BATON ROUGE, La. (AP) — A $24 million rental aid program Gov. John Bel Edwards announced in July for people facing eviction because of coronavirus -related lost wages has committed less than one-third of the assistance promised, even though demand was so high that applications were suspended within days.
The slow pace of aid is drawing criticism from state Rep. Jack McFarland, a Winnfield Republican who called program management by the Louisiana Housing Corporation “disastrous.”
Only 160 tenants have seen money paid to their landlords, according to information provided Tuesday by the governor’s office.
“We’ve got 40,000 applicants out there who have said, ‘We need help’ and submitted their paperwork,” McFarland said. “We’ve got the money in the bank to help them.”
The Democratic governor’s office said McFarland’s criticism contained inaccurate information, such as the source of financing for the program, and suggested that focusing on the small number of payments made to landlords on behalf of tenants is misleading.
Though only about $400,000 in rental payments have been made, Edwards spokeswoman Shauna Sanford said $7 million has been obligated. She said that has protected 3,000 families from eviction even if the dollars haven’t yet been turned over to landlords.
“Those people are not getting kicked out of their homes. They’ve already been in touch with their landlords. But they need to complete the application process,” Sanford said.
Edwards said in mid-July that Louisiana would offer $24 million in emergency rent assistance to low-income residents faced with the threat of eviction because their paychecks took a hit during the coronavirus outbreak. The Louisiana Housing Corporation started taking applications for the program that same day, with federal dollars to finance the program.
Demand was so great — more than 40,000 renters quickly started the application process — that the housing agency stopped accepting applications for the program within four days.
The program has $19 million of the $24 million in federal financing planned to spend on the emergency rental aid, Sanford said. The remaining $5 million is expected in October. The governor’s office blamed federal restrictions on the housing dollars and incomplete applications for the slow pace of aid.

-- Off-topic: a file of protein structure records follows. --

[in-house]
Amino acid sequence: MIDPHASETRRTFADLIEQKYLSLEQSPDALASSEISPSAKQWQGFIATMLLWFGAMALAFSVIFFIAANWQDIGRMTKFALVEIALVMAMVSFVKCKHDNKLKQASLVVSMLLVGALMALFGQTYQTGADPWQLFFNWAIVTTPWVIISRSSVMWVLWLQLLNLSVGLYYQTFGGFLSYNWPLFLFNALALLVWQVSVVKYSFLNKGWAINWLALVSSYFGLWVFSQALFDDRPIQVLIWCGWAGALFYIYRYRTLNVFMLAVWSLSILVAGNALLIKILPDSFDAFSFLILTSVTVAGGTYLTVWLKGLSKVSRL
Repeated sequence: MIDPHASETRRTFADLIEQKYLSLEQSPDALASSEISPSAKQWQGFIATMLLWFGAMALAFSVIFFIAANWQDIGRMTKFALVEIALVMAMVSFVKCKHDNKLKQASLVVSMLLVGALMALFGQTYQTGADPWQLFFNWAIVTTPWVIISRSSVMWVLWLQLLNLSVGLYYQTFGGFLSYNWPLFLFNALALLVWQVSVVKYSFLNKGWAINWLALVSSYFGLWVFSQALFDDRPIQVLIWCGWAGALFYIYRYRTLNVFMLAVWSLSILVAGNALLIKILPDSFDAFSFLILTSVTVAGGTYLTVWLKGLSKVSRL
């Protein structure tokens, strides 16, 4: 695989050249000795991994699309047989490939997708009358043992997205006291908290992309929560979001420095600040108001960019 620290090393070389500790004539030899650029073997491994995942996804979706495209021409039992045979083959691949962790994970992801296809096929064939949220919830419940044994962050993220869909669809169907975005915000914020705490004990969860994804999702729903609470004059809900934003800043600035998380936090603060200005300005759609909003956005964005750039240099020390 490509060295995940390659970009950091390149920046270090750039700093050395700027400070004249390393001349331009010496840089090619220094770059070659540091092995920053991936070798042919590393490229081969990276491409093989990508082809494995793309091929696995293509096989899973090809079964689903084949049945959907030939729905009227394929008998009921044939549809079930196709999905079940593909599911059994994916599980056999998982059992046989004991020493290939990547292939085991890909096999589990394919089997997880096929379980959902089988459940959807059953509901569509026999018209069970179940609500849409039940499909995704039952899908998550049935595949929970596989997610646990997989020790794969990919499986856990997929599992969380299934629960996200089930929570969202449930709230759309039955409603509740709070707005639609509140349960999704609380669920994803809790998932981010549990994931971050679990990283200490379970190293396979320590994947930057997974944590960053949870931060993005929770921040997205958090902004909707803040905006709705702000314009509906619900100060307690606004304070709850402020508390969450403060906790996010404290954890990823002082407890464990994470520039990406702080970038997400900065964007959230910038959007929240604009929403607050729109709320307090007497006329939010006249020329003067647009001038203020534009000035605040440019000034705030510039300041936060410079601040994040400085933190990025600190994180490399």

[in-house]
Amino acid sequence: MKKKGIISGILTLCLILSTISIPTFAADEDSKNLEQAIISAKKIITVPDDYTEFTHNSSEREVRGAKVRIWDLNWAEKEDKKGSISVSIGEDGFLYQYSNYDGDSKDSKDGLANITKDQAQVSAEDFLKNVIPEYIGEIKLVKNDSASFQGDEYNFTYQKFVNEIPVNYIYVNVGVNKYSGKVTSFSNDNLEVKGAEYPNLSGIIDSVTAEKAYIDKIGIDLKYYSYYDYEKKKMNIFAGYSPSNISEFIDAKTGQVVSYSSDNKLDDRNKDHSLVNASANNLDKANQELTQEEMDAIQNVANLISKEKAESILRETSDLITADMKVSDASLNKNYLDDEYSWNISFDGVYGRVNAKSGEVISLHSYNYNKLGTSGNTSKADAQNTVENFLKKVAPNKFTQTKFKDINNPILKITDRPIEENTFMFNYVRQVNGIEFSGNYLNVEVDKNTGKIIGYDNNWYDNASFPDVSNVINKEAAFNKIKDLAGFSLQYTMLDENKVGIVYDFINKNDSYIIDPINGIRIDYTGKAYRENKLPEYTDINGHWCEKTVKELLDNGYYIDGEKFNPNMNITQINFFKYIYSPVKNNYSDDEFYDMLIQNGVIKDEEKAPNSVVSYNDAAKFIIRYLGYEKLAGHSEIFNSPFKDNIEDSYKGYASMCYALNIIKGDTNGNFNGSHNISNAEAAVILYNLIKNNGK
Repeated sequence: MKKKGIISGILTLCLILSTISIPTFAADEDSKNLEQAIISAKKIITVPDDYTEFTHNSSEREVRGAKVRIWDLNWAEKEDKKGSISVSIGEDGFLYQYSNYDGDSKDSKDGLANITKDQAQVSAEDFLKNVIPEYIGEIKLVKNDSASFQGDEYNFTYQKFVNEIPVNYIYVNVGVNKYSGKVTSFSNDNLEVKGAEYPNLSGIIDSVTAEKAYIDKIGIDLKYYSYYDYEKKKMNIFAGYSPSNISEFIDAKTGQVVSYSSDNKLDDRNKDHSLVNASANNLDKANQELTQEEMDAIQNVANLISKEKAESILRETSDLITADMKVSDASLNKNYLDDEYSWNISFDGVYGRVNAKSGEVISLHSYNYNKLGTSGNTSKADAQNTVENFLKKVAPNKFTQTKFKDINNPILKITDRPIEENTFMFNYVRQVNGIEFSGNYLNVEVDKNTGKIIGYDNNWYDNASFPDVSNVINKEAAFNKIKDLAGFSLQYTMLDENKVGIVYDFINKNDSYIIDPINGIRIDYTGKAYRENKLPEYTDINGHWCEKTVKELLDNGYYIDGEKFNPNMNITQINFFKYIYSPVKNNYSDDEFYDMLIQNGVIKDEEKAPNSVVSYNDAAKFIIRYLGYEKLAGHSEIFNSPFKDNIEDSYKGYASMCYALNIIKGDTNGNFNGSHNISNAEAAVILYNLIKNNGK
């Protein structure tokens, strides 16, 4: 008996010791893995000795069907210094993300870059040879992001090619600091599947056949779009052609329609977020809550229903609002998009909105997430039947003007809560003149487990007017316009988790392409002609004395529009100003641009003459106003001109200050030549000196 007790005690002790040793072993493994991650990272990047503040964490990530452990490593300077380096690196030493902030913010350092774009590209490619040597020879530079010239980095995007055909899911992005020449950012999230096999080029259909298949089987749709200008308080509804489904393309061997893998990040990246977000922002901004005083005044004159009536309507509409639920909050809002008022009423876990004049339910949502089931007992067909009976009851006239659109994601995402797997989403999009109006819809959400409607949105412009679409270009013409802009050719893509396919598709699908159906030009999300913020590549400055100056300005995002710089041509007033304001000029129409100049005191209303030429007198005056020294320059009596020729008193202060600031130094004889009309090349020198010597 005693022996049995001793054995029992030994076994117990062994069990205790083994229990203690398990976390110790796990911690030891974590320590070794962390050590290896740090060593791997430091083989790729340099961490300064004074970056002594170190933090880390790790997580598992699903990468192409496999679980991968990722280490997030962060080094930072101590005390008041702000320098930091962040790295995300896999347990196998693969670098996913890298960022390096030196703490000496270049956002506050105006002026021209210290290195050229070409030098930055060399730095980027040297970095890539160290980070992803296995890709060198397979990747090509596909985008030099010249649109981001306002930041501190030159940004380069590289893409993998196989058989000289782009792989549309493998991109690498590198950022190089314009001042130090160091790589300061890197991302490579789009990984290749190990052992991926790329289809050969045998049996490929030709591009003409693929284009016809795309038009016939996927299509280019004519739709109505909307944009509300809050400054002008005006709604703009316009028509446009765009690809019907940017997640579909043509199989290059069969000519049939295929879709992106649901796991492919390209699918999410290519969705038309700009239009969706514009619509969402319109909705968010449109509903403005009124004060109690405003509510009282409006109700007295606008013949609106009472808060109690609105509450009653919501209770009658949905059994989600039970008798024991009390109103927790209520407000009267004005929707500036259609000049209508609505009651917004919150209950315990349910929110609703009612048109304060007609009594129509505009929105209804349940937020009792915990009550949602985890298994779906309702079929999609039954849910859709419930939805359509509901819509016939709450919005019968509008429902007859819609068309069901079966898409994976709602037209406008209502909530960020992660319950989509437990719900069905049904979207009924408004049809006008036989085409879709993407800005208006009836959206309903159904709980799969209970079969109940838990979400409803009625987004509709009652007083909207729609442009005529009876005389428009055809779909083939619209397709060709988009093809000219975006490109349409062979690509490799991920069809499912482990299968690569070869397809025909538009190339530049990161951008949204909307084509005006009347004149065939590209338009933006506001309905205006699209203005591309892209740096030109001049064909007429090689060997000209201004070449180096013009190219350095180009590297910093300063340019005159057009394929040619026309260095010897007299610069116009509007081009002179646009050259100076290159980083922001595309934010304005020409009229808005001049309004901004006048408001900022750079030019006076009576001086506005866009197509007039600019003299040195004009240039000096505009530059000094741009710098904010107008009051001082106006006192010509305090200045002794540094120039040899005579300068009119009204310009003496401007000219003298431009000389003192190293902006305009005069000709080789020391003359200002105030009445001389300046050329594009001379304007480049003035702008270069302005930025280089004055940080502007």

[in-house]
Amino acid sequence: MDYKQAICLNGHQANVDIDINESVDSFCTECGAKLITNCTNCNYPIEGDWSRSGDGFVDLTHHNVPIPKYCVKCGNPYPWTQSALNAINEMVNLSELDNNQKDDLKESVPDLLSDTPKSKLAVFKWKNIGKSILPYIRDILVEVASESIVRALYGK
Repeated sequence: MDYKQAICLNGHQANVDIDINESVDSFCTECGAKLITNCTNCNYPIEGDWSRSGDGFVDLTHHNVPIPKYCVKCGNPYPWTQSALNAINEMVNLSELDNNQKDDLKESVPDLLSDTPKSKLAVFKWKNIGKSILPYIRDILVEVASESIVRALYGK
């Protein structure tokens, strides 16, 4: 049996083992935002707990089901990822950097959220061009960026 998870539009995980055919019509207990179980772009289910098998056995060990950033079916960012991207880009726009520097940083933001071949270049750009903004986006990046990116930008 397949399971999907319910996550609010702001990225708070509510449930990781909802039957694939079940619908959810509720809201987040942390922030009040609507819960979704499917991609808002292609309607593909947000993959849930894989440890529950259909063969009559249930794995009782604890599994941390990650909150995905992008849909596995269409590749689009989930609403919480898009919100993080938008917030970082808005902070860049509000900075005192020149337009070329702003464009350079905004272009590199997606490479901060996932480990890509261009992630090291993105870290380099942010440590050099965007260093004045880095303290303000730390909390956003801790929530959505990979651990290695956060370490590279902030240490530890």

“Due to the burdensome and complex federal requirements and the delay in applicant response, it often takes longer than we would like, but efforts are being made to streamline the process as much as federal requirements will allow,” Sanford said.
The governor’s office responded to The Associated Press’ requests for information about McFarland’s criticism and provided updated rental aid figures after repeated requests for information from the Louisiana Housing Corporation went unanswered. Rather than respond to questions, agency spokeswoman Na’Tisha Natt said in an email that the housing corporation planned to release a statement later this week “about the status of the program.”
McFarland said he learned of the low number of payments as he looked for ways to steer more dollars to the rental assistance program in the Legislature’s current special session.
“But how do you put more money into something when you find out it’s got so much money sitting there unspent?” he said.
The lawmaker said the Edwards administration told him it’s working on ways to move money out more quickly.
When the program was announced, the housing corporation estimated the program would be able to serve about 10,000 tenants.
To be eligible, a person must have lost income because of COVID-19, be at risk of eviction and have income that is at or below 30% of the area median income. That’s $13,500 for a single-person household or $19,300 for a family of four. Anyone who receives other government housing assistance is ineligible.
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